The recovery of nickel from hyperaccumulator plant ash : a thesis presented in partial fulfilment of the requirements for the degree of Master of Science in Chemistry at Massey University, Palmerston North, New Zealand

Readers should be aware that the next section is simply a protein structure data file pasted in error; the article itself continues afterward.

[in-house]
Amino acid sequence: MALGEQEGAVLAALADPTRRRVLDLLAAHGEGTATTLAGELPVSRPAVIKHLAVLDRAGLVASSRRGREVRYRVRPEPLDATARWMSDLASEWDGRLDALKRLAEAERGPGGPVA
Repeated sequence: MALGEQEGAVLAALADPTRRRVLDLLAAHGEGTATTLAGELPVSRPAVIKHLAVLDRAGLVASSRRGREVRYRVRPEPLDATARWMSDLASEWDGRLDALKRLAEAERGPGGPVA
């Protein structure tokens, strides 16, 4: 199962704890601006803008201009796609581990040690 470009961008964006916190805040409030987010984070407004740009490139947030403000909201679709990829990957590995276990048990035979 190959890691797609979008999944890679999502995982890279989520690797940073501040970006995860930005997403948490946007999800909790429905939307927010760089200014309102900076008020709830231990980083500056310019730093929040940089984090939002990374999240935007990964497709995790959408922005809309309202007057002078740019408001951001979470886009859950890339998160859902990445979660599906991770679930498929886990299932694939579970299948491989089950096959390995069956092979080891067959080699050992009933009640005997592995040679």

Nickel hyperaccumulator plants have the unusual ability to absorb nickel from the soil they grow in and incorporate it into their structure, to concentrations greater than 1% dry weight. This selective accumulation process occurs with the relevant exclusion of most other metals from the plant material. Combustion of this material then results in a nickel-rich ash (10-15%) of relatively high purity when compared to commercially mined ore (1-4% Ni). Much work has focused on the plants themselves, with suggestions of them being applied to the commercial extraction of nickel from soil, with yields up to 200 kg per hectare. However, little work has been undertaken on the recovery of nickel from the plant material. Given the refined nature of nickel hyperaccumulator ash and that any commercial enterprise is governed by economics, it was thought that a more specific nickel recovery process could be determined for the ash than simply smelting with nickel ore. Such a process should produce an end product of greater worth than smelted nickel. To this end nickel electrowinning and nickel salt crystallisation were investigated. Ashing of the plant material by open flame combustion was found to produce a bio- ore suitable for nickel solubilisation, with the energy produced by the process possibly being of economic benefit if applied to the generation of electricity. Leaching of the nickel from the ash was investigated using a variety of acids with sulfuric acid primarily used, owing to the common usage of a sulfate medium in both nickel electrowinning and crystallisation. A 96% solubilisation of the nickel from the ash was achieved using 4M H₂SO₄, with resulting extracts containing nickel at approximately 0.35 mol/l concentrations. The addition of nitric acid to aid in nickel leaching while successful, also solubilised greater quantities of impurities and caused complications in later processing. Electrowinning of nickel from an ash extract solution, once neutralised to pH values of 4-6, required the balancing of sulfate and nitrate concentrations. Excesses or indeed the absence of either, proved to inhibit metallic nickel electrodeposition, instead two different hydroxide products were observed. However, once balanced a metallic nickel deposit was produced with a current efficiency for the electrowinning period of 94%. From solutions containing a range of potassium and nickel sulfate concentrations it is found that the double salt K₂Ni(S0₄)₂.6H₂O will crystallise. The ash extract, being of hyperaccumulator origin, contains both Ni and K in high concentrations, with SO₄²- being added during the leaching process. It was found that double salt crystals formed without chemical aid even in a highly acidic solution, but with the addition of KOH and/or K₂SO₄ could be crystallised to the extent where as little as 1.5 g/l Ni remained in solution. The blue/green cubic crystals are easily recovered in good yield, corresponding to a 98% recovery of nickel from the ash extract. While no large market exists for the material at present, there are possibilities for its use and given a theoretical yield of 690 kg K₂Ni(SO₄)₂.6H₂O per hectare, there is potential for substantial monetary return.